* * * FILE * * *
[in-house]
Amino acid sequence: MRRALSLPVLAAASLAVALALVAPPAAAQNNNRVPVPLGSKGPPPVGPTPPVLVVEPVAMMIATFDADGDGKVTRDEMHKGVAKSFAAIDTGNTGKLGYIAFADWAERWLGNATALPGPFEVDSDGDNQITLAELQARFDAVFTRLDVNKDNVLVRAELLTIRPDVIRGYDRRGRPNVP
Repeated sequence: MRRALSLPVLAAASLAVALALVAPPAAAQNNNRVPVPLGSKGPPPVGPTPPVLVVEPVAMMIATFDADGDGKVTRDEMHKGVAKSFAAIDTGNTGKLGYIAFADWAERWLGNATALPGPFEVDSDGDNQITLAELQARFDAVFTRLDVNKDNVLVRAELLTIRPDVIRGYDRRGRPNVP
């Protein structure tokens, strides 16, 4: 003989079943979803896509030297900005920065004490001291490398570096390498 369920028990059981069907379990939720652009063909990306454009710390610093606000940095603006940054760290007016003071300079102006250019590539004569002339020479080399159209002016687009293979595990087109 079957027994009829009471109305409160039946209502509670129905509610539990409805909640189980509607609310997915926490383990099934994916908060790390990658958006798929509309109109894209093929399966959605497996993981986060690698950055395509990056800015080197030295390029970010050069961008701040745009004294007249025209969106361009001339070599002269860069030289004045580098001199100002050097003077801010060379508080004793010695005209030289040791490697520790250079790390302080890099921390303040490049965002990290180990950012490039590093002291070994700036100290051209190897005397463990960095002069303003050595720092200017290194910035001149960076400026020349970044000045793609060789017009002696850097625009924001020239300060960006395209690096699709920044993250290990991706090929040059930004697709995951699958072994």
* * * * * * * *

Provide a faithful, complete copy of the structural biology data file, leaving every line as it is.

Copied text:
[in-house]
Amino acid sequence: MRRALSLPVLAAASLAVALALVAPPAAAQNNNRVPVPLGSKGPPPVGPTPPVLVVEPVAMMIATFDADGDGKVTRDEMHKGVAKSFAAIDTGNTGKLGYIAFADWAERWLGNATALPGPFEVDSDGDNQITLAELQARFDAVFTRLDVNKDNVLVRAELLTIRPDVIRGYDRRGRPNVP
Repeated sequence: MRRALSLPVLAAASLAVALALVAPPAAAQNNNRVPVPLGSKGPPPVGPTPPVLVVEPVAMMIATFDADGDGKVTRDEMHKGVAKSFAAIDTGNTGKLGYIAFADWAERWLGNATALPGPFEVDSDGDNQITLAELQARFDAVFTRLDVNKDNVLVRAELLTIRPDVIRGYDRRGRPNVP
């Protein structure tokens, strides 16, 4: 003989079943979803896509030297900005920065004490001291490398570096390498 369920028990059981069907379990939720652009063909990306454009710390610093606000940095603006940054760290007016003071300079102006250019590539004569002339020479080399159209002016687009293979595990087109 079957027994009829009471109305409160039946209502509670129905509610539990409805909640189980509607609310997915926490383990099934994916908060790390990658958006798929509309109109894209093929399966959605497996993981986060690698950055395509990056800015080197030295390029970010050069961008701040745009004294007249025209969106361009001339070599002269860069030289004045580098001199100002050097003077801010060379508080004793010695005209030289040791490697520790250079790390302080890099921390303040490049965002990290180990950012490039590093002291070994700036100290051209190897005397463990960095002069303003050595720092200017290194910035001149960076400026020349970044000045793609060789017009002696850097625009924001020239300060960006395209690096699709920044993250290990991706090929040059930004697709995951699958072994």